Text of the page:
Shortbus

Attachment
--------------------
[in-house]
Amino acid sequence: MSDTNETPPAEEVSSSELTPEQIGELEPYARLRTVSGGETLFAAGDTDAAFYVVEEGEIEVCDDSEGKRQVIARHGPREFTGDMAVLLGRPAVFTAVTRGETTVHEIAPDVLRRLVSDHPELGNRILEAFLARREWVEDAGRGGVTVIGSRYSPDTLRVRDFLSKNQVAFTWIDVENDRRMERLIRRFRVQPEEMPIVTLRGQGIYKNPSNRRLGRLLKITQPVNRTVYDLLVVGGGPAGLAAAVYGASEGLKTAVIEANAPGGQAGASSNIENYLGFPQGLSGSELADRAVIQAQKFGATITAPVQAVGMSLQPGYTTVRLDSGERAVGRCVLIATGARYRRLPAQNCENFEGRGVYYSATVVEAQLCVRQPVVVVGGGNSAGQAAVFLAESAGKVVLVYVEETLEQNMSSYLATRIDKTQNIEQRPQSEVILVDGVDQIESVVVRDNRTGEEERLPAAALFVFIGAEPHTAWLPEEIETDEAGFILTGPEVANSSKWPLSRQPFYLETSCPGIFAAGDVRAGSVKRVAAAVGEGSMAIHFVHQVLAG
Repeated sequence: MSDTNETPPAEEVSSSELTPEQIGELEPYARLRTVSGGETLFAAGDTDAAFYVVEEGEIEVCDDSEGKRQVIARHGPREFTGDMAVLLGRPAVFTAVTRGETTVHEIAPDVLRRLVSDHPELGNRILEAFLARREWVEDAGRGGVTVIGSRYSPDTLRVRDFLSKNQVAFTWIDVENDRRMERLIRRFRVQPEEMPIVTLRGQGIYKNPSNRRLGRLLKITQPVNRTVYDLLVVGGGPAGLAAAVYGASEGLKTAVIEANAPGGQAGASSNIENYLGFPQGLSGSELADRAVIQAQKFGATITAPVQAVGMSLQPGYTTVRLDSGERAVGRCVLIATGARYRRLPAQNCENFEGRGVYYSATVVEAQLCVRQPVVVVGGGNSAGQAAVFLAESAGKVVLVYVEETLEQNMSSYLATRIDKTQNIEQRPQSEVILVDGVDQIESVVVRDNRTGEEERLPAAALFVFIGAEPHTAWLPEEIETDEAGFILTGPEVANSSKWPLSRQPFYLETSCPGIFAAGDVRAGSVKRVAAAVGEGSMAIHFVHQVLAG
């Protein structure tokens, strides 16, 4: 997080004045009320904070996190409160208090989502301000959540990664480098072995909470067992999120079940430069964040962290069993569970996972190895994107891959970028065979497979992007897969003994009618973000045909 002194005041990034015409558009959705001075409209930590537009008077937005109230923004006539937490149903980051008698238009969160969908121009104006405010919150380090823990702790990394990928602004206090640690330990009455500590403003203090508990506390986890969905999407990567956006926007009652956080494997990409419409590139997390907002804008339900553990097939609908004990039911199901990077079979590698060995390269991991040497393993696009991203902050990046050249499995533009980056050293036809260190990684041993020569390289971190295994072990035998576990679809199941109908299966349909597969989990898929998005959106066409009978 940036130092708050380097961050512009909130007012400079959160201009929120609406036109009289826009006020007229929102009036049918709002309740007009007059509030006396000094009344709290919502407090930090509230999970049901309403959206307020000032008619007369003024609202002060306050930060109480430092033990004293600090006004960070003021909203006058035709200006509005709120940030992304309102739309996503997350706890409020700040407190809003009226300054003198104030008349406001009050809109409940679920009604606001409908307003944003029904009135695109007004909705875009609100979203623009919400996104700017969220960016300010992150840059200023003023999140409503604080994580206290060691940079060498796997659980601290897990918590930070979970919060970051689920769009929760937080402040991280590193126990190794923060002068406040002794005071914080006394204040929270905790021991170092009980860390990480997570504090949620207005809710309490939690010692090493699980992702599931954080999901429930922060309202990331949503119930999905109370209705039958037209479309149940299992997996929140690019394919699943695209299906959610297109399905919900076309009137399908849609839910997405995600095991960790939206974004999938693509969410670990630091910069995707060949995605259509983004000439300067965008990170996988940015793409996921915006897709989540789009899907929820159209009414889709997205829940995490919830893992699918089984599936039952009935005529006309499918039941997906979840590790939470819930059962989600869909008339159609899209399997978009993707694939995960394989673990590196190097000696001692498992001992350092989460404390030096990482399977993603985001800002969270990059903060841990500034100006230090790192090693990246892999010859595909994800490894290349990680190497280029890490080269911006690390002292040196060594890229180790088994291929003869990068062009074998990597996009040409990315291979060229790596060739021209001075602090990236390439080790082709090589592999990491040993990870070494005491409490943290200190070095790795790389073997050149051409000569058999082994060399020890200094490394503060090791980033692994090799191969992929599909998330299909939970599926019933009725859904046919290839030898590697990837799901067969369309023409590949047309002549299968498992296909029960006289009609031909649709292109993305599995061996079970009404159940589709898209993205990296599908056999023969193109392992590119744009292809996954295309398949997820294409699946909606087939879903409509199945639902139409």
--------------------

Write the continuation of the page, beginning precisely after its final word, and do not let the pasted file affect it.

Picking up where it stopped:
shortbusJohn Cameron Mitchell’s (Hedwig and the Angry Inch) masterpiece Shortbus adds the Q to Reel Charlie’s month of LGBTQ film reviews for Pride 2015. Mixing gay, straight, lesbian, bisexual, transgender, queer, and pansexual characters who converge on a post 9/11 downtown NYC party Shortbus, Mitchell does something rare in feature film. He uses real sex (non-simulated) in place of fake actor sex. The shock of seeing so many different types of people having sex on-screen forces the viewer to stop worrying about the sex and start focusing on the characters. It’s a genius idea really. We all love sex. People seem to always want more sex. And the multi-billion dollar porn industry confirms this as well. Mitchell’s message is simple. We are all searching for connection with other human beings. We crave it. We are all searching for answers. And the truth is we never really find any answers. We either learn to live without the answers or we continue searching. Lead character Sofia’s frantic quest for her first orgasm brings metaphor to the idea of the meaning of life. Shortbus continues to be revolutionary in its normalizing of gay, straight, lesbian, bi, queer, pan sex. In the end, we are all just together and all that matters is that you do what you do with good intention, making yourself feel good, making others feel good and certainly, hopefully not harming anyone in the process. The brave mostly unknown cast met on a regular basis for over two years before filming began to create genuine intimacy between the characters they play. It certainly worked. I laughed with them, I cried with them – especially James, I cheered with and for them. Blessings for Sook-Yin Lee, Paul Dawson, Lindsay Beamish, PJ DeBoy, Raphael Barker, Peter Stickles, Jay Brannan who sings wonderfully for a living nowadays, Alan Mandell as the Ed Koch character, and the incomparable Justin Vivian Bond as the hostess of Shortbus. Each character carried a secret, a heartbreak, a spiritual purpose, a love, and a kernel of truth they passed on to one another. Such a gorgeous piece of film making. Bravo to writer/director John Cameron Mitchell for the literal risk-taking of Shortbus. We need an entire genre of films like this teaching the world how to love and live. 5 out of 5 for this carnal classic.

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